Something beautiful in Champion.

Monday might have been that day that Lonnie Krider alluded to about this time every year:  “There’ll come a day in February when a dog looks for the shade.”  It seems early in the month, but Champions will take a pretty day any time we can get one.  A local Old Pollyanna says she can find something beautiful in every day in this part of the world.  She is a big Willie Nelson fan (“Blue Eyes Crying in the Rain”) and recently noted a quote by her hero:  “We are the same.  There is no difference anywhere in the world. People are people.  They laugh, cry, feel, and love, and music seems to be common denomination that brings us all together.  Music cuts through all boundaries and goes right to the soul.”

One hundred twenty six archers from six area schools participated in the archery tournament at our Skyline R2 School on Saturday.  The previous two tournaments had been canceled or cut short by bad weather, but Saturday was a beautiful day for the archers, coaches, and spectators to be out.  Skyline student, Joshua Garner took second place for middle school boys, and Faith Crawford took third place for middle school girls.  It is a quiet sport.  The tournaments are well organized and executed with an emphasis on safety.  Dean Brixey enjoyed coffee from the concession stand and watched some of the morning flights.  He attended Skyline back in the 1950s when there were only four teachers.  He has watched the facility grow over the years and enjoys any opportunity to attend a function there, particularly since he has grandchildren in attendance.  It was a treat to spend a day around a gymnasium full of well behaved, thoughtful young people.  It is inspiring to see their confidence and their competence.  It is also pleasant to observe competition that is not aggressive.  They encourage each other.  The physical skill, the concentration and the rewards of diligent practice must surely carry over into academia and other aspects of life.  They are generous and helpful to each other.  For example, the Skyline R-V and Norwood R-1 Archery teams invite everyone to attend the Pirate State Qualifier Archery Tournament in the Norwood multi-purpose gym on Saturday, the 9th, from 8 a.m. to 4 p.m.  This event is dedicated to the family of the Manes R-V archery coach who recently lost her 19 year old daughter in an auto accident during inclement weather.  This is another chance to get out and enjoy an exciting, if quiet, sporting event and to help someone who can really use the help.  That is one of the benefits of living in this beautiful part of the country—neighbor helping neighbor.  Champion!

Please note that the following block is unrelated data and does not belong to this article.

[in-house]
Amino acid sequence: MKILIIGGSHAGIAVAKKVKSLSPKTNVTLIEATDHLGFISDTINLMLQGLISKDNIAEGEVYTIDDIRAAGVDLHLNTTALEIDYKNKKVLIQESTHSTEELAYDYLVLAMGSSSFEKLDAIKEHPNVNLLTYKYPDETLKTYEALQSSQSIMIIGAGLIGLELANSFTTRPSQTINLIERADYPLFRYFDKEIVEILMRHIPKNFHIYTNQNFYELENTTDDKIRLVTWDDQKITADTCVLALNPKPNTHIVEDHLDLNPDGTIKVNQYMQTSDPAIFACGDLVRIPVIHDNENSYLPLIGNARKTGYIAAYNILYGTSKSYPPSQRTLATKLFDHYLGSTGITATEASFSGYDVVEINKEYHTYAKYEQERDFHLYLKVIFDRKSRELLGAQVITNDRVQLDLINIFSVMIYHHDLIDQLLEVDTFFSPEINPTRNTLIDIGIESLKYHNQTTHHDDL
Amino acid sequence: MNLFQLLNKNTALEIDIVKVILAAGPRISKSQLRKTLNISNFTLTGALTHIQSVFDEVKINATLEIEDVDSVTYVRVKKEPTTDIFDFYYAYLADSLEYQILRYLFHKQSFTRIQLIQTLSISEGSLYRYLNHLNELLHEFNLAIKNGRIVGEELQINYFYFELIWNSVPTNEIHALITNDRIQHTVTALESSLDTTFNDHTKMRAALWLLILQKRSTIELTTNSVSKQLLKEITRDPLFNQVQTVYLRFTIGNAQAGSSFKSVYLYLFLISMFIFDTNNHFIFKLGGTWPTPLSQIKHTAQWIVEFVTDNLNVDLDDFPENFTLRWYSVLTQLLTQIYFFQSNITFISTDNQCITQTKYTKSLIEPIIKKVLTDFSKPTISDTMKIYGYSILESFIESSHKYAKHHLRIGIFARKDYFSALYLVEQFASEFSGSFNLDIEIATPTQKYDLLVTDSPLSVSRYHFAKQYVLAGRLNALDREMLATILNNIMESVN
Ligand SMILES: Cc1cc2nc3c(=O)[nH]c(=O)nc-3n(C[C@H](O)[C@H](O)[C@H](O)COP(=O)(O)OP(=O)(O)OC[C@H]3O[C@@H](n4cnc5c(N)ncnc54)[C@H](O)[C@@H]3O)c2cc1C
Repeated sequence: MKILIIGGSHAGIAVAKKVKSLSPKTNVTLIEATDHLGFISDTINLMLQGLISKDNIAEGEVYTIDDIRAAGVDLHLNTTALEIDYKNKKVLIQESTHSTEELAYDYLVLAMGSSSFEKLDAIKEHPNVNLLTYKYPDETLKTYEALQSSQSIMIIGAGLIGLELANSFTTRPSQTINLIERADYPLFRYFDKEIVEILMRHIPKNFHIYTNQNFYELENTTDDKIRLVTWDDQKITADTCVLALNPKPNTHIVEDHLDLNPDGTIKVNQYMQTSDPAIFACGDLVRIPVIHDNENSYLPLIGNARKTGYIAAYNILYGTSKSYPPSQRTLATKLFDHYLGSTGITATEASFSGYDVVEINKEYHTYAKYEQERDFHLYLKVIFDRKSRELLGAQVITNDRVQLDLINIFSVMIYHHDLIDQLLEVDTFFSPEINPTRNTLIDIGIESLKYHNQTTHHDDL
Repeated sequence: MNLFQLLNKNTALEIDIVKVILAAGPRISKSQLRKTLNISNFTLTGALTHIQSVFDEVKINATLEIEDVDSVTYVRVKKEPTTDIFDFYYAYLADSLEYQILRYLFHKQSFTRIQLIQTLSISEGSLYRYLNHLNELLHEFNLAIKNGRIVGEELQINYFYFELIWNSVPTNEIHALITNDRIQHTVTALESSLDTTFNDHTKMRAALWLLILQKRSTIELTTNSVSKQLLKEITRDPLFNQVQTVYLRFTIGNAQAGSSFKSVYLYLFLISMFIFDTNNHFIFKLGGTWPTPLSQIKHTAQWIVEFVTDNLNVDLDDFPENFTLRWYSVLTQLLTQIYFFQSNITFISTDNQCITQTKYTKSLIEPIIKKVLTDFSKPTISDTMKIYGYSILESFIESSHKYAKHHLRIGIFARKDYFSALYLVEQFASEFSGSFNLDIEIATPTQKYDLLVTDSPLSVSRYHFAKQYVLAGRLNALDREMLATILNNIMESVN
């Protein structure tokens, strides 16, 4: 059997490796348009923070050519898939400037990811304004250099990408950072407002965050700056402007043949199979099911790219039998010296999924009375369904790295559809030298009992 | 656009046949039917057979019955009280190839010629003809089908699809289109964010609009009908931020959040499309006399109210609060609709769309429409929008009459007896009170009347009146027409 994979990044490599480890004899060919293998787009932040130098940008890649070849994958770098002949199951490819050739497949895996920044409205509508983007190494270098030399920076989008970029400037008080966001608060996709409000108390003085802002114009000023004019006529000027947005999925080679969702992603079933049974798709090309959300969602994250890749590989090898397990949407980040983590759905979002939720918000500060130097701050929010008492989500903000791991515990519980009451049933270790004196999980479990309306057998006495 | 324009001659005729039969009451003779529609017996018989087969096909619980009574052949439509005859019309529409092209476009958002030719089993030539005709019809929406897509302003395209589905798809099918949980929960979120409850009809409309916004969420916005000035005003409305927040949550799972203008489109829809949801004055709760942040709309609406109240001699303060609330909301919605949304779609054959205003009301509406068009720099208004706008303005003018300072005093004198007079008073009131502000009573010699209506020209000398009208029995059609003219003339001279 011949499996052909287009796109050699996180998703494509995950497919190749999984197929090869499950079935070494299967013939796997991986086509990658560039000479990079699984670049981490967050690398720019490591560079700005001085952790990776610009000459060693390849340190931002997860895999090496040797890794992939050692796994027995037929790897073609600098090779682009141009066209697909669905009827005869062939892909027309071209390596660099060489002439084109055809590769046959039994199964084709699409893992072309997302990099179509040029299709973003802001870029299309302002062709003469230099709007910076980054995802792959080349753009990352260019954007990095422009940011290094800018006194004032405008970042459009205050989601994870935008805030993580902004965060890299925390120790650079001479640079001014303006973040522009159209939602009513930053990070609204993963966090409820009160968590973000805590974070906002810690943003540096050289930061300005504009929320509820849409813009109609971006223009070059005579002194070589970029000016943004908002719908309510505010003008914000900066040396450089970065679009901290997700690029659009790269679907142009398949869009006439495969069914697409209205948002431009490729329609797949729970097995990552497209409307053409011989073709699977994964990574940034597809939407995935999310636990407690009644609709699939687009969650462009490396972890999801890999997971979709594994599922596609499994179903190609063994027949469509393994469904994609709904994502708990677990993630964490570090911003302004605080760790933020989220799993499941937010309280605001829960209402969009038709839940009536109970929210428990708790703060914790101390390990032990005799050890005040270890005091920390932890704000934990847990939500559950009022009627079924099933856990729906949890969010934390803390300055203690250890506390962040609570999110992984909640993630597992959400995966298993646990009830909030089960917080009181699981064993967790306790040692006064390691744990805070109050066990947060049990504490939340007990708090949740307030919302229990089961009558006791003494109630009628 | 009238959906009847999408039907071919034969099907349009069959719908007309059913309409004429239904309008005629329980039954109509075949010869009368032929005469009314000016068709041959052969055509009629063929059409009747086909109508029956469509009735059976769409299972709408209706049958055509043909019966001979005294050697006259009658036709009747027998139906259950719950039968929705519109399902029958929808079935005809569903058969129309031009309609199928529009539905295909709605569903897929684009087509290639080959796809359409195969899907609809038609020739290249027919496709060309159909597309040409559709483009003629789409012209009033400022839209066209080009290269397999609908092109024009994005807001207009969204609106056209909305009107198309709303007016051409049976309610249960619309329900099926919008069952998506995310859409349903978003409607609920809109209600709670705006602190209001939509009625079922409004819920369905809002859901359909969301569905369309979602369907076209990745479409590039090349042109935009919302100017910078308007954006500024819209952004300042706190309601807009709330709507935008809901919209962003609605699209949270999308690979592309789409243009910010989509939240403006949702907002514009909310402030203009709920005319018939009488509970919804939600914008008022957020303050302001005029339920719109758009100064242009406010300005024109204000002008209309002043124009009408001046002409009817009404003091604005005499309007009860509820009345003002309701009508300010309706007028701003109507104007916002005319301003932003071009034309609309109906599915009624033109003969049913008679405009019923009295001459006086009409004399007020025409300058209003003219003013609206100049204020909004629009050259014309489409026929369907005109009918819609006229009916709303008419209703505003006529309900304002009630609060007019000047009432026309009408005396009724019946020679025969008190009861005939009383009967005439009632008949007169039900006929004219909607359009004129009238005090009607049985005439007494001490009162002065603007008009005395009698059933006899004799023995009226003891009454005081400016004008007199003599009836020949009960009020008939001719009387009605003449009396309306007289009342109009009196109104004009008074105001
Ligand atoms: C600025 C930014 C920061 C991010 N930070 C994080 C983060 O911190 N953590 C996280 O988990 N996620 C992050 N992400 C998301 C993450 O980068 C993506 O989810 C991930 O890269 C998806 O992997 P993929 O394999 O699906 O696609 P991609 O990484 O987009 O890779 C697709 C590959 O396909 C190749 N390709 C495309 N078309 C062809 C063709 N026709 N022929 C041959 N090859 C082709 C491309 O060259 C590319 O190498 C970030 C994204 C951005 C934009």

Cowboy Jack will celebrate a birthday on February 7th.  He does not ride much these days, but he has some great stories to tell about trips down the trail.  Poetry has been written about him.  Aidan Acree is a second grade student at Skyline with a birthday on the 8th.  That is the special day for a special daughter-in-law, the beautiful mother of Champion granddaughters.  Joshua Garner, Skyline sixth grade archer, shares his birthday on the 13th with the lovely Claire Shannon Johnson, and Sondra Powell who attended Skyline some several years ago.  The 14th is for Ms. Shelby Ward, and the 15th for seventh grader, Jaime Casiano.  Madison Bradshaw, fifth grader, celebrates on the 16th.  We celebrate our friends and family as they complete another trip around the sun.  “Now’s the end of the beginning.  The days are flying faster than the sun.”  That is a line from Graeme Laird’s song over in Edinburgh at The Royal Oak–a folk music pub that has been around for a long time, known as the ‘song-pub.’  The many favorable responses to these music links included on the Champion News website only go to encourage the practice.